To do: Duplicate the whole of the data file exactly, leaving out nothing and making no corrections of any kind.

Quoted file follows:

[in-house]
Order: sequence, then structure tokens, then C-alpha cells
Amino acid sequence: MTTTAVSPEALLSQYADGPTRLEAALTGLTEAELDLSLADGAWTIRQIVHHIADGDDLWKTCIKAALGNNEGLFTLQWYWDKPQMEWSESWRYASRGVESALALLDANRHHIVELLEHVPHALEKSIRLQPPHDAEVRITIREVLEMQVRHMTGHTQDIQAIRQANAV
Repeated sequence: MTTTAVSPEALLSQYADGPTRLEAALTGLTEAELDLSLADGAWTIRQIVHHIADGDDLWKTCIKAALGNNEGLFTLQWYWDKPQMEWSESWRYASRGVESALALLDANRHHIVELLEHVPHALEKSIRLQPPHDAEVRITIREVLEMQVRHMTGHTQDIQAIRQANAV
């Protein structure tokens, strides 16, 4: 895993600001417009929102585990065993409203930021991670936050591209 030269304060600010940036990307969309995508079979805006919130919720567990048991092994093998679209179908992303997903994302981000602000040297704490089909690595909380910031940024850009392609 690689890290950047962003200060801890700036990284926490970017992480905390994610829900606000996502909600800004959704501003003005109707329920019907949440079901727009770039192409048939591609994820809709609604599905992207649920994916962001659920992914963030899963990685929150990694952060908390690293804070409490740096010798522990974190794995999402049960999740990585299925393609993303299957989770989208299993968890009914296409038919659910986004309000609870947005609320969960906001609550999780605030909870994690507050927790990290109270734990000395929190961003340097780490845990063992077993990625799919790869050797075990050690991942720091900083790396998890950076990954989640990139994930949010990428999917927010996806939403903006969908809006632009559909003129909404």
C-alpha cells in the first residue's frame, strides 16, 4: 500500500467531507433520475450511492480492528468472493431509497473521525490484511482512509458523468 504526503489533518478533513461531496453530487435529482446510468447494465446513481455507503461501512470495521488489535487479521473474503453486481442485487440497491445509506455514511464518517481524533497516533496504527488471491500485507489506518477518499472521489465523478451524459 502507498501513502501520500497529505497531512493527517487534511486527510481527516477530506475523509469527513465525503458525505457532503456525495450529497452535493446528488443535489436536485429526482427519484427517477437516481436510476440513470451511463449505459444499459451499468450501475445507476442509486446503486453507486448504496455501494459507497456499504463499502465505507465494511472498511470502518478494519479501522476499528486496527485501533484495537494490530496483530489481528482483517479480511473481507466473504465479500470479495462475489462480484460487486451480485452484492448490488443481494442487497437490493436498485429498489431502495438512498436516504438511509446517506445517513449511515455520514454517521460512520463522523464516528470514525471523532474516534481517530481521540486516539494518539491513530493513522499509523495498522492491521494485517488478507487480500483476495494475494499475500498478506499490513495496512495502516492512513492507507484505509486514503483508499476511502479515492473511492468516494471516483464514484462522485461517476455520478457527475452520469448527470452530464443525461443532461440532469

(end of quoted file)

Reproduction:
[in-house]
Order: sequence, then structure tokens, then C-alpha cells
Amino acid sequence: MTTTAVSPEALLSQYADGPTRLEAALTGLTEAELDLSLADGAWTIRQIVHHIADGDDLWKTCIKAALGNNEGLFTLQWYWDKPQMEWSESWRYASRGVESALALLDANRHHIVELLEHVPHALEKSIRLQPPHDAEVRITIREVLEMQVRHMTGHTQDIQAIRQANAV
Repeated sequence: MTTTAVSPEALLSQYADGPTRLEAALTGLTEAELDLSLADGAWTIRQIVHHIADGDDLWKTCIKAALGNNEGLFTLQWYWDKPQMEWSESWRYASRGVESALALLDANRHHIVELLEHVPHALEKSIRLQPPHDAEVRITIREVLEMQVRHMTGHTQDIQAIRQANAV
């Protein structure tokens, strides 16, 4: 895993600001417009929102585990065993409203930021991670936050591209 030269304060600010940036990307969309995508079979805006919130919720567990048991092994093998679209179908992303997903994302981000602000040297704490089909690595909380910031940024850009392609 690689890290950047962003200060801890700036990284926490970017992480905390994610829900606000996502909600800004959704501003003005109707329920019907949440079901727009770039192409048939591609994820809709609604599905992207649920994916962001659920992914963030899963990685929150990694952060908390690293804070409490740096010798522990974190794995999402049960999740990585299925393609993303299957989770989208299993968890009914296409038919659910986004309000609870947005609320969960906001609550999780605030909870994690507050927790990290109270734990000395929190961003340097780490845990063992077993990625799919790869050797075990050690991942720091900083790396998890950076990954989640990139994930949010990428999917927010996806939403903006969908809006632009559909003129909404």
C-alpha cells in the first residue's frame, strides 16, 4: 500500500467531507433520475450511492480492528468472493431509497473521525490484511482512509458523468 504526503489533518478533513461531496453530487435529482446510468447494465446513481455507503461501512470495521488489535487479521473474503453486481442485487440497491445509506455514511464518517481524533497516533496504527488471491500485507489506518477518499472521489465523478451524459 502507498501513502501520500497529505497531512493527517487534511486527510481527516477530506475523509469527513465525503458525505457532503456525495450529497452535493446528488443535489436536485429526482427519484427517477437516481436510476440513470451511463449505459444499459451499468450501475445507476442509486446503486453507486448504496455501494459507497456499504463499502465505507465494511472498511470502518478494519479501522476499528486496527485501533484495537494490530496483530489481528482483517479480511473481507466473504465479500470479495462475489462480484460487486451480485452484492448490488443481494442487497437490493436498485429498489431502495438512498436516504438511509446517506445517513449511515455520514454517521460512520463522523464516528470514525471523532474516534481517530481521540486516539494518539491513530493513522499509523495498522492491521494485517488478507487480500483476495494475494499475500498478506499490513495496512495502516492512513492507507484505509486514503483508499476511502479515492473511492468516494471516483464514484462522485461517476455520478457527475452520469448527470452530464443525461443532461440532469